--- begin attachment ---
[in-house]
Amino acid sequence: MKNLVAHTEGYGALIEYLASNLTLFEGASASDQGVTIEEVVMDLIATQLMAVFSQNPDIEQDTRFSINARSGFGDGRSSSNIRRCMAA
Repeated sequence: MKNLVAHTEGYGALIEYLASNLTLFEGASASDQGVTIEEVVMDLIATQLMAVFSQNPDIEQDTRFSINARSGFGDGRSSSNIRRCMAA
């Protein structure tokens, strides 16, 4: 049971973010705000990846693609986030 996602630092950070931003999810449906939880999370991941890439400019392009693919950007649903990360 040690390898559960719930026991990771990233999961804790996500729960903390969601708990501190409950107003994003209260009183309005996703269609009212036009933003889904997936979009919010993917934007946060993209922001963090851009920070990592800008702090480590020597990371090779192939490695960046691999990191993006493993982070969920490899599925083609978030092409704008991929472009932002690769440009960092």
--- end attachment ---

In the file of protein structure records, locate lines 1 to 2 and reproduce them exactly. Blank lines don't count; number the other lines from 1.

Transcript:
[in-house]
Amino acid sequence: MKNLVAHTEGYGALIEYLASNLTLFEGASASDQGVTIEEVVMDLIATQLMAVFSQNPDIEQDTRFSINARSGFGDGRSSSNIRRCMAA